McConaughey passes on Governors race

Dave McNeely

A star considering being re-born as governor of Texas finally decided it was not yet his time to make politics more than a spectator sport.

Oscar-winning movie actor Matthew McConaughey announced his decision Sunday evening in a three-minute video posted to his Twitter and Instagram accounts. He said but after consideration, he decided it’s a path he is “choosing not to take at this moment.”

“As a simple kid born in the little town of Uvalde, Texas, it never occurred to me that I would one day be considered for political leadership,” he said. “It’s a humbling and inspiring path to ponder.”

McConaughey, 52, said while considering running, he was learning about Texas and American politics: “We have some problems that we need to fix.”

“We’ve gotta start shining a light on our shared values — the ones that cross party lines, the ones that build bridges instead of burning them,” he said. “I’ve learned that with freedom comes responsibility and that great leaders serve.”

McConaughey’s announcement was a relief to former El Paso Democratic Congressman Beto O’Rourke, who announced for governor Nov. 15. The filing deadline for 2022 elections is Dec. 13.

In recent polling by the Dallas Morning News/ UT-Tyler, O’Rourke, 49, was slightly behind McConaughey among all voters, but way ahead among Democrats.

The winner of the uncrowded Democratic primary for governor, will face the Republican primary winner – almost certainly incumbent Republican Gov. Greg Abbott seeking a third four-year term. Abbott filed for re-election Nov. 23, 10 days after his 64th birthday.

Republican opponents so far include former Dallas State Sen. Don Huffines, from a wealthy car dealer family, and former Texas Republican Party Chairman Allen West. He quit the party job after a year to make the race for governor.

West, a retired Army lieutenant colonel after 20 years, moved to Florida. He served one term in congress – that state’s first Black congressman since Reconstruction ended in 1876.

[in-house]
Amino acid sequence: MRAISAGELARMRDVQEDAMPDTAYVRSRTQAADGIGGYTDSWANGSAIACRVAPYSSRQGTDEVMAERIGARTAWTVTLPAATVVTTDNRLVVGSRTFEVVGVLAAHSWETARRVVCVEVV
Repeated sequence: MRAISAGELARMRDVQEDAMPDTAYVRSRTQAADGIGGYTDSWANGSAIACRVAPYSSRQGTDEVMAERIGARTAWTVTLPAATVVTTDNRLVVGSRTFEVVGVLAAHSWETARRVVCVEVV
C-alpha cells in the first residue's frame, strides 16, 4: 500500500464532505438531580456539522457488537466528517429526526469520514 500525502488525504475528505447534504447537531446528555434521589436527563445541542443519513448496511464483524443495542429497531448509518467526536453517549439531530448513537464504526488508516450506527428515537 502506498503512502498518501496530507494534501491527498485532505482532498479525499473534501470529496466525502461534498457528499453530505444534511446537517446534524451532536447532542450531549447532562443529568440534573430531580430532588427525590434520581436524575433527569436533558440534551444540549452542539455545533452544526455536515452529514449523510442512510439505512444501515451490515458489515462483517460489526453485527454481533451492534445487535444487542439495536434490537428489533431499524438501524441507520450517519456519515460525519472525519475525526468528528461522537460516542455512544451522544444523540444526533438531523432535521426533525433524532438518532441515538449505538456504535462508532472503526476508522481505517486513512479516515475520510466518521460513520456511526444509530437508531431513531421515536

Attorney General Race Free-For-All

Republican Texas Atty. Gen. Ken Paxton might as well be a soccer ball, for all the kicks those after his job enjoy delivering.

The race’s most recent shuffle was that Texas State Rep. Matt Krause, R-Fort Worth, dropped running for attorney general to run for Tarrant County District Attorney, where incumbent Sharon Wilson unexpectedly recently said she is retiring.

Krause’s transfer came hours after 18-year Tyler U.S. Rep. Louie Gohmert announced for AG. Krause endorsed Gohmert, saying the outspoken Tea Party ultra-conservative Gohmert is "running in the same exact lane that I was, and I think it makes a lot of sense to try to help him out."

Here are some comments from Republican challengers to Paxton, reported by the excellent weekly State of Texas program on Austin’s KXAN-TV:

Former Texas Supreme Court Justice Eva Guzman: “It is time for Ken Paxton to resign, and focus on his own legal issues. Ken Paxton was accused by seven of his hand-chosen attorneys. These are people he picked. These are conservative lawyers.

“This is not the Democrats coming after Ken Paxton. These are his hand-chosen attorneys, with lives and careers and families.

“They said, ‘My boss. I believe, is guilty of criminal wrongdoing.’ He gets investigated by the FBI for potential corruption and abuse-of-office charges.”

Gohmert: “I’m extremely concerned that if our attorney general wins (the Republican primary), because of awareness of what’s going on, that some of the fine people that have filed referral to the FBI, they’ll wait, and then they’ll indict him after the primary, and then you can’t change who’s on the general election form. And he only won with 50.6 percent of the vote last time.

“And this time we would lose, and have a Democrat for attorney general.

“I’m willing to run for attorney general, and nobody will outwork me on campaigning for attorney general.”

George P. Bush, retiring as Land Commissioner: “Look, this is Texas. We’ve got 28 million people. We deserve to have an attorney general who’s a top attorney, that’s above reproach, not out on criminal bond, and focused on the day-to-day challenges of the people of our state.”

Moderator: Should he resign?

“Absolutely. But I don’t know that he has it in him to do it. He knows, as a good lawyer does, is that the best way to stay out of jail is to delay the cases in the securities fraud case that he faces.

“We’re in year seven. What I’m challenging him to do is actually sit down under the Sixth Amendment, and exercise your right to a trial, and sit in front of your peers, and let’s clear the air, Ken.

“Why, why, why don’t you sit down for a jury trial, and see if you really are innocent?”

More in future columns about the Democratic contests.

Dave McNeely is a statewide political columnist. He can be contacted via email at  

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